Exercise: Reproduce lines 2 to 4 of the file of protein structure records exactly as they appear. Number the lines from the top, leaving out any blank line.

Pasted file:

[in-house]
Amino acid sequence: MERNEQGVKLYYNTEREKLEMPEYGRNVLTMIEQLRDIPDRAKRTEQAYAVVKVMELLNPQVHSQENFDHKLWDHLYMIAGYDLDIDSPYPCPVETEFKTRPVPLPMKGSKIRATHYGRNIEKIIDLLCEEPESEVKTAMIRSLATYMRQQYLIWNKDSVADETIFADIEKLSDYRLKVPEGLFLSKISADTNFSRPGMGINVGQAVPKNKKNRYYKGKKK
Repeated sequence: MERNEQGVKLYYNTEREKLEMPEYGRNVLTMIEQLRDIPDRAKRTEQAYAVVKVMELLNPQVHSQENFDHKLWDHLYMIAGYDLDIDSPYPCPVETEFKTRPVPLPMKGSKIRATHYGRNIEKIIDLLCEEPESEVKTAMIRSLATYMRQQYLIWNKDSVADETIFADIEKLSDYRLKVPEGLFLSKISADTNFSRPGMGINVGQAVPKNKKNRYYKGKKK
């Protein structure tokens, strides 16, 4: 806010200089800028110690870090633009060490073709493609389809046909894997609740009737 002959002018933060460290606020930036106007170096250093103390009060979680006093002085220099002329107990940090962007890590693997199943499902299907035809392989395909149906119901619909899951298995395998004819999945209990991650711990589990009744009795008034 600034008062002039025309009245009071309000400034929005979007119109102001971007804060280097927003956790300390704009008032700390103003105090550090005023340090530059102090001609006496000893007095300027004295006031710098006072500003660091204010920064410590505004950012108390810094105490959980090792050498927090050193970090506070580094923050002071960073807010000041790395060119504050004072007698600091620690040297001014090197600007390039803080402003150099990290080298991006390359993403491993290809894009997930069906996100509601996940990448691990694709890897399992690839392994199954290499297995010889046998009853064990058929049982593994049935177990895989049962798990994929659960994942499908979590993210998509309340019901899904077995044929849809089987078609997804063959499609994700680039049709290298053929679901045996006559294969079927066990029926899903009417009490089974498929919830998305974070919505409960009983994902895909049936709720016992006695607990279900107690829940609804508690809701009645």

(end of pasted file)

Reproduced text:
Amino acid sequence: MERNEQGVKLYYNTEREKLEMPEYGRNVLTMIEQLRDIPDRAKRTEQAYAVVKVMELLNPQVHSQENFDHKLWDHLYMIAGYDLDIDSPYPCPVETEFKTRPVPLPMKGSKIRATHYGRNIEKIIDLLCEEPESEVKTAMIRSLATYMRQQYLIWNKDSVADETIFADIEKLSDYRLKVPEGLFLSKISADTNFSRPGMGINVGQAVPKNKKNRYYKGKKK
Repeated sequence: MERNEQGVKLYYNTEREKLEMPEYGRNVLTMIEQLRDIPDRAKRTEQAYAVVKVMELLNPQVHSQENFDHKLWDHLYMIAGYDLDIDSPYPCPVETEFKTRPVPLPMKGSKIRATHYGRNIEKIIDLLCEEPESEVKTAMIRSLATYMRQQYLIWNKDSVADETIFADIEKLSDYRLKVPEGLFLSKISADTNFSRPGMGINVGQAVPKNKKNRYYKGKKK
């Protein structure tokens, strides 16, 4: 806010200089800028110690870090633009060490073709493609389809046909894997609740009737 002959002018933060460290606020930036106007170096250093103390009060979680006093002085220099002329107990940090962007890590693997199943499902299907035809392989395909149906119901619909899951298995395998004819999945209990991650711990589990009744009795008034 600034008062002039025309009245009071309000400034929005979007119109102001971007804060280097927003956790300390704009008032700390103003105090550090005023340090530059102090001609006496000893007095300027004295006031710098006072500003660091204010920064410590505004950012108390810094105490959980090792050498927090050193970090506070580094923050002071960073807010000041790395060119504050004072007698600091620690040297001014090197600007390039803080402003150099990290080298991006390359993403491993290809894009997930069906996100509601996940990448691990694709890897399992690839392994199954290499297995010889046998009853064990058929049982593994049935177990895989049962798990994929659960994942499908979590993210998509309340019901899904077995044929849809089987078609997804063959499609994700680039049709290298053929679901045996006559294969079927066990029926899903009417009490089974498929919830998305974070919505409960009983994902895909049936709720016992006695607990279900107690829940609804508690809701009645």